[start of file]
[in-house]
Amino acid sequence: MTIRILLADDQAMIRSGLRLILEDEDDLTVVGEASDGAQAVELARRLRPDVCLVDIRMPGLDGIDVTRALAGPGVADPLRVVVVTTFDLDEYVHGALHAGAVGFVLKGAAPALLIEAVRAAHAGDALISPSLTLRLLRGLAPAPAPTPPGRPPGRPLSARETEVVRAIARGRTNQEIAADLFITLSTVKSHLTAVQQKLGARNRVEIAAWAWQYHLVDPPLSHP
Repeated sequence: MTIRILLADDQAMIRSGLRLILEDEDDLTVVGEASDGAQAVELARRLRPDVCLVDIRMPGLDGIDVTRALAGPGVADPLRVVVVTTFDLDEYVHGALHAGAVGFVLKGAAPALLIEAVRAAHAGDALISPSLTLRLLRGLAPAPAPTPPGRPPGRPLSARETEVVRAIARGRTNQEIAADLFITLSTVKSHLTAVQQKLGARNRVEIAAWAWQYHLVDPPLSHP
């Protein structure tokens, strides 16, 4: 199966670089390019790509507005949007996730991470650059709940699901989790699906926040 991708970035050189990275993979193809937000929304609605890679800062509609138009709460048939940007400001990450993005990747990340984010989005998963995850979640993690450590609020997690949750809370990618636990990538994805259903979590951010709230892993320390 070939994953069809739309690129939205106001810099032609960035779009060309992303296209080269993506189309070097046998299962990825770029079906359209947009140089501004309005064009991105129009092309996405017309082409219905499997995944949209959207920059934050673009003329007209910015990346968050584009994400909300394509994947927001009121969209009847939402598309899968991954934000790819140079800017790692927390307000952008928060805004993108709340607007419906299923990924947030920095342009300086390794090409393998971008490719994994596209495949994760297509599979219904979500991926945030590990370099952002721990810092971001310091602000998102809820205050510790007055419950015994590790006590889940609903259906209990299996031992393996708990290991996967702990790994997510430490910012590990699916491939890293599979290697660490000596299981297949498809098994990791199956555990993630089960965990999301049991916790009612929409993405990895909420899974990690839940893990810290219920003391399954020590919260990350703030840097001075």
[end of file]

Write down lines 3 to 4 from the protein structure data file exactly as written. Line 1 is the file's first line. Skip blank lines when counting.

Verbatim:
Repeated sequence: MTIRILLADDQAMIRSGLRLILEDEDDLTVVGEASDGAQAVELARRLRPDVCLVDIRMPGLDGIDVTRALAGPGVADPLRVVVVTTFDLDEYVHGALHAGAVGFVLKGAAPALLIEAVRAAHAGDALISPSLTLRLLRGLAPAPAPTPPGRPPGRPLSARETEVVRAIARGRTNQEIAADLFITLSTVKSHLTAVQQKLGARNRVEIAAWAWQYHLVDPPLSHP
């Protein structure tokens, strides 16, 4: 199966670089390019790509507005949007996730991470650059709940699901989790699906926040 991708970035050189990275993979193809937000929304609605890679800062509609138009709460048939940007400001990450993005990747990340984010989005998963995850979640993690450590609020997690949750809370990618636990990538994805259903979590951010709230892993320390 070939994953069809739309690129939205106001810099032609960035779009060309992303296209080269993506189309070097046998299962990825770029079906359209947009140089501004309005064009991105129009092309996405017309082409219905499997995944949209959207920059934050673009003329007209910015990346968050584009994400909300394509994947927001009121969209009847939402598309899968991954934000790819140079800017790692927390307000952008928060805004993108709340607007419906299923990924947030920095342009300086390794090409393998971008490719994994596209495949994760297509599979219904979500991926945030590990370099952002721990810092971001310091602000998102809820205050510790007055419950015994590790006590889940609903259906209990299996031992393996708990290991996967702990790994997510430490910012590990699916491939890293599979290697660490000596299981297949498809098994990791199956555990993630089960965990999301049991916790009612929409993405990895909420899974990690839940893990810290219920003391399954020590919260990350703030840097001075």